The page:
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Robinson Crabapple Tree for Sale - Buying & Growing Guide
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If you're interested in a crabapple tree that displays some darker tones throughout the entire growing season, then the Robinson crabapple tree is the right crabapple cultivar for you. Also known as Malus 'Robinson,' this plant begins the season with a set of dark pink blooms. When the foliage arrives, it stands out from the leaves of most other plants with its dark purple hues. In fall, the Robinson crabapple tree continues to impress as dark red fruits dangle from its branches.
- Each spring, this plant shows off countless dark pink blossoms.
- The leaves stand out with a dark purplish tint.
- By fall, the Robinson crabapple tree will hold lovely dark red fruits.
Your Robinson crabapple tree will grow best where it can receive full sunlight but will likely tolerate partial shade.
When mature, water this tree about once per week during the hottest months of the year.
Feed in early spring with a balanced fertilizer or one that is higher in nitrogen.
Planting and Care
The Robinson crabapple tree survives in USDA hardiness zones 4-8 and can adapt to either partial shade or full sunlight, with the latter being preferable. Like most crabapples, this tree can adapt to a wide range of soil types but will show the best growth when planted in soils that are loamy, with good drainage and a moderate amount of acidity. Upon removing your new plant from its container, loosen the roots to encourage them to spread once planted. Then dig a hole that is as deep as the root ball is tall and twice as wide.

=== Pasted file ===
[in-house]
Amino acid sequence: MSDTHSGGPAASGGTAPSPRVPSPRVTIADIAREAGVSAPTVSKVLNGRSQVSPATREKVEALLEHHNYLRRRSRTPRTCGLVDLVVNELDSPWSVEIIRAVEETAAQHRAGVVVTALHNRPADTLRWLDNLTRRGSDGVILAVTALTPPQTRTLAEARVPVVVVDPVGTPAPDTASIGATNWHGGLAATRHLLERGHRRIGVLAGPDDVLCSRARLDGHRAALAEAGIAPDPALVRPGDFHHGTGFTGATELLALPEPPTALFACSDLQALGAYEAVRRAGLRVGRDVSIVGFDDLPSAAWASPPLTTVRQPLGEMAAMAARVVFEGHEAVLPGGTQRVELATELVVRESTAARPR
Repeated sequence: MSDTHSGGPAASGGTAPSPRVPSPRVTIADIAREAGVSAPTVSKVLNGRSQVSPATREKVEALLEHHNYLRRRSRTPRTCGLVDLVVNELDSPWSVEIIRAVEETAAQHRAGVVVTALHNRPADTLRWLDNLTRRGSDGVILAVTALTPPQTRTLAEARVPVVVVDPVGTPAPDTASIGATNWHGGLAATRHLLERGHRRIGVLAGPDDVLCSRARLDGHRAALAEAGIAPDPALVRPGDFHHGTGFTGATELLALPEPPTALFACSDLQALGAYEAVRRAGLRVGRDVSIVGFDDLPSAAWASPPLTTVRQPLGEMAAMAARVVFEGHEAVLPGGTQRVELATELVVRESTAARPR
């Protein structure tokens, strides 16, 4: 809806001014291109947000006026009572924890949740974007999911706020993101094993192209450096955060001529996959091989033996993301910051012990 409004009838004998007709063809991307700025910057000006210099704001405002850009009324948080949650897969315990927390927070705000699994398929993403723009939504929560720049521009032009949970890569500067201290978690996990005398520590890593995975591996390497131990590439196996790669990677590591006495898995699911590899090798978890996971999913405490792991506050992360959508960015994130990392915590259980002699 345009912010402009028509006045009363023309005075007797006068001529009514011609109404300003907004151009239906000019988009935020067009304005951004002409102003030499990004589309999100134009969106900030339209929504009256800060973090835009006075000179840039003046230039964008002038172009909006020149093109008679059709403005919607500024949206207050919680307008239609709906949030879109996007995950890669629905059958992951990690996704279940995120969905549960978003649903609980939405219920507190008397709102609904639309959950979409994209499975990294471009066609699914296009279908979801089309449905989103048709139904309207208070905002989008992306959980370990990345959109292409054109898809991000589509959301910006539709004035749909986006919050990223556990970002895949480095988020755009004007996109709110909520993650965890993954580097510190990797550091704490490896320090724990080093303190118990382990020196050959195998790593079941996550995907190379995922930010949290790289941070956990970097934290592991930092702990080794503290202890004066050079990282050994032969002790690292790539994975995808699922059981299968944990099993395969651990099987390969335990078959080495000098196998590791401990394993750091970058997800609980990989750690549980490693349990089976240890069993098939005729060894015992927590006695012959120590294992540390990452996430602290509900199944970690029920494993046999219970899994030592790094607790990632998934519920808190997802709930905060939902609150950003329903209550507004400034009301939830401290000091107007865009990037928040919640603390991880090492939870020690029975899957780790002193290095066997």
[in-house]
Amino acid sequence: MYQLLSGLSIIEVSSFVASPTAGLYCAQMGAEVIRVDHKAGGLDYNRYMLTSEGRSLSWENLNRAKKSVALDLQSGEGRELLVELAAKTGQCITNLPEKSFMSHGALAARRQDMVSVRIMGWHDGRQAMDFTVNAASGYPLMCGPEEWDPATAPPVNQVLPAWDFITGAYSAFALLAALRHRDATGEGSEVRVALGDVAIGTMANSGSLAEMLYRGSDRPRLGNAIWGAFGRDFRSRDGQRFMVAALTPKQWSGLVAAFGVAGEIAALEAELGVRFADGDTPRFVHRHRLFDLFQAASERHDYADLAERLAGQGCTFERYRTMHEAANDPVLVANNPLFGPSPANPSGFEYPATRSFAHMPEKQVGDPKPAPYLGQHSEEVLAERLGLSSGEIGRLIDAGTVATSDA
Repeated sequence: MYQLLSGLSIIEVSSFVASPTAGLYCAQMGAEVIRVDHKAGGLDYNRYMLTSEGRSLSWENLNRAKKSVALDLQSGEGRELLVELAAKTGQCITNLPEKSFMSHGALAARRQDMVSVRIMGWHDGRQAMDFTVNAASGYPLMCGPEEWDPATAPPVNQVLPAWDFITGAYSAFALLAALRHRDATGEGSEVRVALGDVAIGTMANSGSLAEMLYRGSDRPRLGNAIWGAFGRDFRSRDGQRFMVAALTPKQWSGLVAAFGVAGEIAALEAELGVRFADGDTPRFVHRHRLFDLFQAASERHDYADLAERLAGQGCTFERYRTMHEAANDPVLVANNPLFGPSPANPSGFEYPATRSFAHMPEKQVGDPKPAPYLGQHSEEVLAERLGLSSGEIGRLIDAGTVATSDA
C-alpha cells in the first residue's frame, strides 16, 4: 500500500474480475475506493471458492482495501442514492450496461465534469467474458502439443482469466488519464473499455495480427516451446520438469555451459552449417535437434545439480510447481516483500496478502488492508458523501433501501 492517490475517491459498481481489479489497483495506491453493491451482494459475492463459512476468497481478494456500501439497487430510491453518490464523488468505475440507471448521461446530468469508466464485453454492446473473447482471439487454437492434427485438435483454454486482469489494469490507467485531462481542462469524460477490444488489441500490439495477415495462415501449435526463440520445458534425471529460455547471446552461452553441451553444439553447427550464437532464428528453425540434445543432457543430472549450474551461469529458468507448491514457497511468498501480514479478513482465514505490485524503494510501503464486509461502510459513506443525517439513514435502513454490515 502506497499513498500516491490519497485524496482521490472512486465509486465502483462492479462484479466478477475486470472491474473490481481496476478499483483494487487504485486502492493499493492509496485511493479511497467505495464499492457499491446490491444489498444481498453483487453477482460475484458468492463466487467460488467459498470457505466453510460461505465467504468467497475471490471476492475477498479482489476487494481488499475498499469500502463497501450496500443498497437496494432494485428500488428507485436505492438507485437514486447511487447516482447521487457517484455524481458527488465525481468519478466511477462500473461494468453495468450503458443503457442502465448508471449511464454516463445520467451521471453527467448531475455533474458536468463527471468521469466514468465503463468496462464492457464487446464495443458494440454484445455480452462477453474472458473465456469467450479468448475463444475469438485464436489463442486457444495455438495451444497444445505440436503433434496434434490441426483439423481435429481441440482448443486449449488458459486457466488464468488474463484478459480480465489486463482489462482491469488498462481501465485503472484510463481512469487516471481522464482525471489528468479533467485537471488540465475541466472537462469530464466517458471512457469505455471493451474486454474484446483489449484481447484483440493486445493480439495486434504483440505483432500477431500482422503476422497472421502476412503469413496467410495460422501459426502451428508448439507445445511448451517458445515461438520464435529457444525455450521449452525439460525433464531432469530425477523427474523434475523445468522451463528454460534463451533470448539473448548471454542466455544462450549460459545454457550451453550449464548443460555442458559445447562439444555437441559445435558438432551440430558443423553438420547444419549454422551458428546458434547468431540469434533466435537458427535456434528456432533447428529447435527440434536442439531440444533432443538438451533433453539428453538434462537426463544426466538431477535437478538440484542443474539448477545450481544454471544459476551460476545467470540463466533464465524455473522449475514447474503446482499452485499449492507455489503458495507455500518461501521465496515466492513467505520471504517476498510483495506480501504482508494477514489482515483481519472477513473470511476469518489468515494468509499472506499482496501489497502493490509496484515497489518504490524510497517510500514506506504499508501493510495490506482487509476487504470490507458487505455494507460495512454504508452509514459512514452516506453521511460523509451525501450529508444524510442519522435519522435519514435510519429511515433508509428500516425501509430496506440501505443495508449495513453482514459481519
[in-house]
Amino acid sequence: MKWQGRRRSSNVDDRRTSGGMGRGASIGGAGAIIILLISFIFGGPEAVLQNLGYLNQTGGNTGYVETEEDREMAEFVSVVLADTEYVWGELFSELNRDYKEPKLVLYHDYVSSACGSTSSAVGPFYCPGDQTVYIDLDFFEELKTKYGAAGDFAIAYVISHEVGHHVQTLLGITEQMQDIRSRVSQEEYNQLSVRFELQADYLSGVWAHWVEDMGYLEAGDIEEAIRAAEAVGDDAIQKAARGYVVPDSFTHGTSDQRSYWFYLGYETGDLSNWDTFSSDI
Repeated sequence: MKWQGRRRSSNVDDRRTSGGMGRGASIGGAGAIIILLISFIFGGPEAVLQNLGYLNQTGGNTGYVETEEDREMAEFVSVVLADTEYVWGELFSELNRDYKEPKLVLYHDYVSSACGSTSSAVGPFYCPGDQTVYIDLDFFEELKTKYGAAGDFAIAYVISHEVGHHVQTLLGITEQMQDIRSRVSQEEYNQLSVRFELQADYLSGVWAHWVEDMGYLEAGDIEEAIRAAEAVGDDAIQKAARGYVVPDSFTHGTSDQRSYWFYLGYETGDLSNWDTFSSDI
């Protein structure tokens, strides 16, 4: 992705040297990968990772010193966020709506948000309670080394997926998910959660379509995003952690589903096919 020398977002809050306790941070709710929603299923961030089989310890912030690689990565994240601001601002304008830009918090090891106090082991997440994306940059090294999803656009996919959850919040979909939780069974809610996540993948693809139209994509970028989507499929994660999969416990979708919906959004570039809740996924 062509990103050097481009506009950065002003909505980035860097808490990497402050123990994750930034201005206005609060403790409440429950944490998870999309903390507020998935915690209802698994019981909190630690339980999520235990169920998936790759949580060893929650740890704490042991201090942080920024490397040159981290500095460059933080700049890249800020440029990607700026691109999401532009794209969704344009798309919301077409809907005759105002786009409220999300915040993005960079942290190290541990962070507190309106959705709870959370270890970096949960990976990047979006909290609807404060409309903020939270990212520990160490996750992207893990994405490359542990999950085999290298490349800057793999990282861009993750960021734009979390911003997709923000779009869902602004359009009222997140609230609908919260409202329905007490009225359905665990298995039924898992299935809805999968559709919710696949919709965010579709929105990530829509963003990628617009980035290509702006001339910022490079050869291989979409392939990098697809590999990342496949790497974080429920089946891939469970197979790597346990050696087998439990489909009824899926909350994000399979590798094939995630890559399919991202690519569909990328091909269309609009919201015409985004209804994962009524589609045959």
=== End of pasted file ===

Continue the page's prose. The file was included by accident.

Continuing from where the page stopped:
Watering and nutrients
During the summer, you should supply your Robinson crabapple tree with about 1 inch of water each week to help it combat the heat. During the spring and fall, your plant won’t need much water at all, as long as it is well-established. By contrast, newly planted trees should receive water often enough to maintain consistent soil moisture. Feed this plant once per year in spring. Use a fertilizer that has a balanced ratio of nutrients. Alternatively, you can use a nitrogen-rich fertilizer if you notice that your plant is not putting forth much new growth.
The Robinson crabapple tree is a self-pollinating species. As such, you need only one plant to produce crabapples. In spring, this tree will use its many flowers to attract honey bees and other pollinator insects. While feeding on nectar, those insects will transfer pollen from flower to flower to conduct pollination. Most people don’t grow this plant for harvest purposes, but if you are among the few who do, you should plant more than one Robinson crabapple tree as this can drastically increase fruit production.
The best time to prune a Robinson crabapple tree is during the late winter or early spring, when this plant is just returning to its active growth phase. When pruning, always use pruning tools that are as sharp and clean as can be to reduce the risk of disease spread. Pruning for a Robinson crabapple tree should include general shaping and thinning of the canopy. You can also remove any branch that is broken, damaged or showing signs of disease.